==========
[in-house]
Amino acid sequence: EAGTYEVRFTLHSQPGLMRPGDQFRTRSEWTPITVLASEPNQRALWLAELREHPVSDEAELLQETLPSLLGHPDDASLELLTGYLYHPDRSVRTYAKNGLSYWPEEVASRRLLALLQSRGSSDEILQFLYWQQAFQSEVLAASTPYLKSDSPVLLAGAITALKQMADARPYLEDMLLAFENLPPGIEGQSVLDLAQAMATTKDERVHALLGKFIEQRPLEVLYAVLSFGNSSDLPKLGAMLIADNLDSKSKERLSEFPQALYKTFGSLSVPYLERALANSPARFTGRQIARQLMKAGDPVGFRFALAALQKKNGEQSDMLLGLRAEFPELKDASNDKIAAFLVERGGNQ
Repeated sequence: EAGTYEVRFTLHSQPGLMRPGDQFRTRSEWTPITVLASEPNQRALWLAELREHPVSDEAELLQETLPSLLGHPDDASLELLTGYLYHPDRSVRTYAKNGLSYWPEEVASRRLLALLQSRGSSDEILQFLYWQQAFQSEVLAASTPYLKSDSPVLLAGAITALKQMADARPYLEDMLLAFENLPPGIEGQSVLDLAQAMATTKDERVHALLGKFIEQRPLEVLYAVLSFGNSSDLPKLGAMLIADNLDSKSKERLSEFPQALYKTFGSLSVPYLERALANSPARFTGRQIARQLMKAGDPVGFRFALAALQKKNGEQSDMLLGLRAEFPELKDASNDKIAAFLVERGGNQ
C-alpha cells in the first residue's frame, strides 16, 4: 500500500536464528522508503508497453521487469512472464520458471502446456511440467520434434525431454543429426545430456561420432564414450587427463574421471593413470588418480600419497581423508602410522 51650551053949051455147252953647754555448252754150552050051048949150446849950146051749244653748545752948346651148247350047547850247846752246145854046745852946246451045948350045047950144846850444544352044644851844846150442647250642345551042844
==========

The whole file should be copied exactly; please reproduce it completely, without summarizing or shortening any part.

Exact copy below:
[in-house]
Amino acid sequence: EAGTYEVRFTLHSQPGLMRPGDQFRTRSEWTPITVLASEPNQRALWLAELREHPVSDEAELLQETLPSLLGHPDDASLELLTGYLYHPDRSVRTYAKNGLSYWPEEVASRRLLALLQSRGSSDEILQFLYWQQAFQSEVLAASTPYLKSDSPVLLAGAITALKQMADARPYLEDMLLAFENLPPGIEGQSVLDLAQAMATTKDERVHALLGKFIEQRPLEVLYAVLSFGNSSDLPKLGAMLIADNLDSKSKERLSEFPQALYKTFGSLSVPYLERALANSPARFTGRQIARQLMKAGDPVGFRFALAALQKKNGEQSDMLLGLRAEFPELKDASNDKIAAFLVERGGNQ
Repeated sequence: EAGTYEVRFTLHSQPGLMRPGDQFRTRSEWTPITVLASEPNQRALWLAELREHPVSDEAELLQETLPSLLGHPDDASLELLTGYLYHPDRSVRTYAKNGLSYWPEEVASRRLLALLQSRGSSDEILQFLYWQQAFQSEVLAASTPYLKSDSPVLLAGAITALKQMADARPYLEDMLLAFENLPPGIEGQSVLDLAQAMATTKDERVHALLGKFIEQRPLEVLYAVLSFGNSSDLPKLGAMLIADNLDSKSKERLSEFPQALYKTFGSLSVPYLERALANSPARFTGRQIARQLMKAGDPVGFRFALAALQKKNGEQSDMLLGLRAEFPELKDASNDKIAAFLVERGGNQ
C-alpha cells in the first residue's frame, strides 16, 4: 500500500536464528522508503508497453521487469512472464520458471502446456511440467520434434525431454543429426545430456561420432564414450587427463574421471593413470588418480600419497581423508602410522 51650551053949051455147252953647754555448252754150552050051048949150446849950146051749244653748545752948346651148247350047547850247846752246145854046745852946246451045948350045047950144846850444544352044644851844846150442647250642345551042844